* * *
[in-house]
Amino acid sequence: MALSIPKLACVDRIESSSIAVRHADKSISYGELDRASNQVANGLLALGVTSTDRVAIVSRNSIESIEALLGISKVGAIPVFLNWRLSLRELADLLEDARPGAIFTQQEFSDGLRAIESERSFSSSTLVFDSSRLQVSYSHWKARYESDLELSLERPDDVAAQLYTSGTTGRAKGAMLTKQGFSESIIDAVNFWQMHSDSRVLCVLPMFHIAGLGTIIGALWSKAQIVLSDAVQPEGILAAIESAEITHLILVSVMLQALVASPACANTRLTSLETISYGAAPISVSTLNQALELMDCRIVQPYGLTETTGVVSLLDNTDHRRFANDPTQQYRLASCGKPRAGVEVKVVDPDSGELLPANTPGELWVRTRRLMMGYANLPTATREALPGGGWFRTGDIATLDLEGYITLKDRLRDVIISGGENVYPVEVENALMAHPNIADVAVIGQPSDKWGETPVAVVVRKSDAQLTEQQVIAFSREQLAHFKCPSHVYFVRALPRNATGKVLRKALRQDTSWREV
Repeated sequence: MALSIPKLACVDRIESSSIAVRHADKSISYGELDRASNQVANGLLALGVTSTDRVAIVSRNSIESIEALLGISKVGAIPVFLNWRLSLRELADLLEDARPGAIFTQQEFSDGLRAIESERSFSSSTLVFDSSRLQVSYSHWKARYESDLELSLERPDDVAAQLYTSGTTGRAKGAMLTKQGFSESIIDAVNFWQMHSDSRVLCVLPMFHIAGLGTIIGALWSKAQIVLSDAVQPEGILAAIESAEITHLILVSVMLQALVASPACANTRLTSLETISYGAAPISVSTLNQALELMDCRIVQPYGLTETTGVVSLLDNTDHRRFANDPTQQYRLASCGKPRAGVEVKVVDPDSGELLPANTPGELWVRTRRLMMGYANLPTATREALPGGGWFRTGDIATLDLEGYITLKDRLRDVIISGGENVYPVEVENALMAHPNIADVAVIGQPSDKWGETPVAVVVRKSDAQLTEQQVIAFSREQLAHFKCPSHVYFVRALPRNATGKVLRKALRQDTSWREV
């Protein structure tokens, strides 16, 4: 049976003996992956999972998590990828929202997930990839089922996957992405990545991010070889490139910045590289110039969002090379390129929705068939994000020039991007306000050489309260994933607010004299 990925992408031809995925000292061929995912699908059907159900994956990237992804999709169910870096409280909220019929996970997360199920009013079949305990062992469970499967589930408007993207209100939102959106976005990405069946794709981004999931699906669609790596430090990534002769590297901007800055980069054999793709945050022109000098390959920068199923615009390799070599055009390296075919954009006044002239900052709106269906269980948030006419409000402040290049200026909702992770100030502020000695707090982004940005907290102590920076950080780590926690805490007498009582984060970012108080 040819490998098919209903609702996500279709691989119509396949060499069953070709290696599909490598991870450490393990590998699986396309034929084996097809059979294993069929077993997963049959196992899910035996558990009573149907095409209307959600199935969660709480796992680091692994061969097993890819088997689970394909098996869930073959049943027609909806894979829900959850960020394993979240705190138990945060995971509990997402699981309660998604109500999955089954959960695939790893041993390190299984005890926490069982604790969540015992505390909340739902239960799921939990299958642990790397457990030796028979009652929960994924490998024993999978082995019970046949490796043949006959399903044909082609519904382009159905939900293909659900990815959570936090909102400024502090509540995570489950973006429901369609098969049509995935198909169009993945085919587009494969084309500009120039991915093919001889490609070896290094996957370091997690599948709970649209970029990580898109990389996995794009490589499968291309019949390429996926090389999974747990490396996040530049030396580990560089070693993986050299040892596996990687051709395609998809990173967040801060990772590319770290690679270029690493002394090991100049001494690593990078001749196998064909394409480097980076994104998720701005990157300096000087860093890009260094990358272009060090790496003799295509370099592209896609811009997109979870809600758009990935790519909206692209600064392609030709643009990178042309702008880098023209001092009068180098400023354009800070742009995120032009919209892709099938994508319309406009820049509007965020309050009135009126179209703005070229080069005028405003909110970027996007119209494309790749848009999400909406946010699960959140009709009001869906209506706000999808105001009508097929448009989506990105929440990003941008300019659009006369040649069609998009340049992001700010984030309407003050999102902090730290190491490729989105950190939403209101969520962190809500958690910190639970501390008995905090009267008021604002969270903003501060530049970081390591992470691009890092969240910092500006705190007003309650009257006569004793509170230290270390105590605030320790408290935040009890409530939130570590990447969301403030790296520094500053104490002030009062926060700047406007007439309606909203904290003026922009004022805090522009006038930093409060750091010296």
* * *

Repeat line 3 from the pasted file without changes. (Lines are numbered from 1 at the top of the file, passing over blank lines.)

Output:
Repeated sequence: MALSIPKLACVDRIESSSIAVRHADKSISYGELDRASNQVANGLLALGVTSTDRVAIVSRNSIESIEALLGISKVGAIPVFLNWRLSLRELADLLEDARPGAIFTQQEFSDGLRAIESERSFSSSTLVFDSSRLQVSYSHWKARYESDLELSLERPDDVAAQLYTSGTTGRAKGAMLTKQGFSESIIDAVNFWQMHSDSRVLCVLPMFHIAGLGTIIGALWSKAQIVLSDAVQPEGILAAIESAEITHLILVSVMLQALVASPACANTRLTSLETISYGAAPISVSTLNQALELMDCRIVQPYGLTETTGVVSLLDNTDHRRFANDPTQQYRLASCGKPRAGVEVKVVDPDSGELLPANTPGELWVRTRRLMMGYANLPTATREALPGGGWFRTGDIATLDLEGYITLKDRLRDVIISGGENVYPVEVENALMAHPNIADVAVIGQPSDKWGETPVAVVVRKSDAQLTEQQVIAFSREQLAHFKCPSHVYFVRALPRNATGKVLRKALRQDTSWREV